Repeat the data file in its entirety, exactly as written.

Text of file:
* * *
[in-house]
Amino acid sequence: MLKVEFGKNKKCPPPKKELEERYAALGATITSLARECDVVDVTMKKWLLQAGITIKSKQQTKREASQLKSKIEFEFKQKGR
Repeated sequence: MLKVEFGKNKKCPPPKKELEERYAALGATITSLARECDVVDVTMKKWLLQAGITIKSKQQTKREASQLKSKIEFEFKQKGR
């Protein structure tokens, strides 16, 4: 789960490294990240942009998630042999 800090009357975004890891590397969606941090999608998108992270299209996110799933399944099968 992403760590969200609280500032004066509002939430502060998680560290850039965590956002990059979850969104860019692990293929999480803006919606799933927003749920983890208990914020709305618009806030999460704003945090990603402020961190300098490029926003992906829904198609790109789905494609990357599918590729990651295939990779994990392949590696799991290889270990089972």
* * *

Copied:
[in-house]
Amino acid sequence: MLKVEFGKNKKCPPPKKELEERYAALGATITSLARECDVVDVTMKKWLLQAGITIKSKQQTKREASQLKSKIEFEFKQKGR
Repeated sequence: MLKVEFGKNKKCPPPKKELEERYAALGATITSLARECDVVDVTMKKWLLQAGITIKSKQQTKREASQLKSKIEFEFKQKGR
């Protein structure tokens, strides 16, 4: 789960490294990240942009998630042999 800090009357975004890891590397969606941090999608998108992270299209996110799933399944099968 992403760590969200609280500032004066509002939430502060998680560290850039965590956002990059979850969104860019692990293929999480803006919606799933927003749920983890208990914020709305618009806030999460704003945090990603402020961190300098490029926003992906829904198609790109789905494609990357599918590729990651295939990779994990392949590696799991290889270990089972």